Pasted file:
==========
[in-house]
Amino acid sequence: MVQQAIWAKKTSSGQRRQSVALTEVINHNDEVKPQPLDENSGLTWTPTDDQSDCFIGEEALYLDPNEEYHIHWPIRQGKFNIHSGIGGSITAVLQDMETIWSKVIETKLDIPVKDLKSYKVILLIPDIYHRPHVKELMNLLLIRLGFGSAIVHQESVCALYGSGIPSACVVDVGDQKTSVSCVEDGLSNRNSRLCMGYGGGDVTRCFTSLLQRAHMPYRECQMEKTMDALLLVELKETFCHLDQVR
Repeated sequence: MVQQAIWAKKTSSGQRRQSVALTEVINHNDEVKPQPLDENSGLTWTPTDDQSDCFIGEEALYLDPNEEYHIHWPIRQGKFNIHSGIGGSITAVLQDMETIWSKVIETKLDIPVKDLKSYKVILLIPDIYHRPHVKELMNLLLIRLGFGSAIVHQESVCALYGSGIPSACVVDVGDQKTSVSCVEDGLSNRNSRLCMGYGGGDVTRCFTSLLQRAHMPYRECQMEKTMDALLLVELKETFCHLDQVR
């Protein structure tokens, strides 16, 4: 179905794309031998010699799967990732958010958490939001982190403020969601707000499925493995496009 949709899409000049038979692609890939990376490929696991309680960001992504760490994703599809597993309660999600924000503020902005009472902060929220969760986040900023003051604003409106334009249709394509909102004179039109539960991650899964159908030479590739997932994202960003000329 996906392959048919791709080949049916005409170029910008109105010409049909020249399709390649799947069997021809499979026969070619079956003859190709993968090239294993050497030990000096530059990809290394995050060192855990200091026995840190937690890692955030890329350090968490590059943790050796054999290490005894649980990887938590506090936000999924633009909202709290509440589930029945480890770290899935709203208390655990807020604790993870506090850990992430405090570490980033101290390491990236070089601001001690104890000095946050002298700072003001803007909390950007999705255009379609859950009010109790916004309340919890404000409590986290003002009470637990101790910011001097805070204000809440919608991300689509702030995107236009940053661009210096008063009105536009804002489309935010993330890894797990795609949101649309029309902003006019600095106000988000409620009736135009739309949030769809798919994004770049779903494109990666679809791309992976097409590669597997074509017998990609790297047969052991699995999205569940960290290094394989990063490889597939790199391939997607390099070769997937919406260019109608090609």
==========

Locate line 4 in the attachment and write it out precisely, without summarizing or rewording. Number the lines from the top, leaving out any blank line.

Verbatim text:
């Protein structure tokens, strides 16, 4: 179905794309031998010699799967990732958010958490939001982190403020969601707000499925493995496009 949709899409000049038979692609890939990376490929696991309680960001992504760490994703599809597993309660999600924000503020902005009472902060929220969760986040900023003051604003409106334009249709394509909102004179039109539960991650899964159908030479590739997932994202960003000329 996906392959048919791709080949049916005409170029910008109105010409049909020249399709390649799947069997021809499979026969070619079956003859190709993968090239294993050497030990000096530059990809290394995050060192855990200091026995840190937690890692955030890329350090968490590059943790050796054999290490005894649980990887938590506090936000999924633009909202709290509440589930029945480890770290899935709203208390655990807020604790993870506090850990992430405090570490980033101290390491990236070089601001001690104890000095946050002298700072003001803007909390950007999705255009379609859950009010109790916004309340919890404000409590986290003002009470637990101790910011001097805070204000809440919608991300689509702030995107236009940053661009210096008063009105536009804002489309935010993330890894797990795609949101649309029309902003006019600095106000988000409620009736135009739309949030769809798919994004770049779903494109990666679809791309992976097409590669597997074509017998990609790297047969052991699995999205569940960290290094394989990063490889597939790199391939997607390099070769997937919406260019109608090609």